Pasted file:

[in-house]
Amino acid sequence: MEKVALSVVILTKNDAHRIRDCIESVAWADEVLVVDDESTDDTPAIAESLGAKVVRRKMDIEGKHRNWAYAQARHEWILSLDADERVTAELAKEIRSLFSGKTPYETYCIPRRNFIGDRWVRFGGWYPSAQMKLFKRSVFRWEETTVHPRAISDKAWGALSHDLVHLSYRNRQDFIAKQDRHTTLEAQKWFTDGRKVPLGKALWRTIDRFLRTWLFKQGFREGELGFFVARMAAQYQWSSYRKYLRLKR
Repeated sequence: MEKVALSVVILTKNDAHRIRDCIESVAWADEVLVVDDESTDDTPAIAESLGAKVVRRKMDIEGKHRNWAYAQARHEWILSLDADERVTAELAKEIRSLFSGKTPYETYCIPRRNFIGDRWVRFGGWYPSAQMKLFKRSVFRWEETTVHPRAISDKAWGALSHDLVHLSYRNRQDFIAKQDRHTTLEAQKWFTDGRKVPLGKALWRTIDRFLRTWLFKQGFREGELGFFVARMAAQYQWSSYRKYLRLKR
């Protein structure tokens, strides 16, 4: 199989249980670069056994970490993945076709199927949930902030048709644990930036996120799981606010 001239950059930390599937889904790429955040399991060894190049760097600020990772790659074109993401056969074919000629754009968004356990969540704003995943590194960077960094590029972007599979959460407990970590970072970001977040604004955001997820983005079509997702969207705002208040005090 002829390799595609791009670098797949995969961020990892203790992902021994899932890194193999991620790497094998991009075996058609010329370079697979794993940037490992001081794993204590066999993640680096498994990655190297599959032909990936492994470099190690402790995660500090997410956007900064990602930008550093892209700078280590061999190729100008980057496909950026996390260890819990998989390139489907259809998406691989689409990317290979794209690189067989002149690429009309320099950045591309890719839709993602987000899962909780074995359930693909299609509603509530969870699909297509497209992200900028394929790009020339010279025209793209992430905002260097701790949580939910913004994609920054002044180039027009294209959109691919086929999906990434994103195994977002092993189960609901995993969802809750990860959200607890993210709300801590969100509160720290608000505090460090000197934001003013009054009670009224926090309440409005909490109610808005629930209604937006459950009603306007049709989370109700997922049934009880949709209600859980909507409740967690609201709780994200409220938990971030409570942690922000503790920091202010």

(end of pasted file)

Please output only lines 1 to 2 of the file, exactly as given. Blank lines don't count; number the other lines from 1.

[in-house]
Amino acid sequence: MEKVALSVVILTKNDAHRIRDCIESVAWADEVLVVDDESTDDTPAIAESLGAKVVRRKMDIEGKHRNWAYAQARHEWILSLDADERVTAELAKEIRSLFSGKTPYETYCIPRRNFIGDRWVRFGGWYPSAQMKLFKRSVFRWEETTVHPRAISDKAWGALSHDLVHLSYRNRQDFIAKQDRHTTLEAQKWFTDGRKVPLGKALWRTIDRFLRTWLFKQGFREGELGFFVARMAAQYQWSSYRKYLRLKR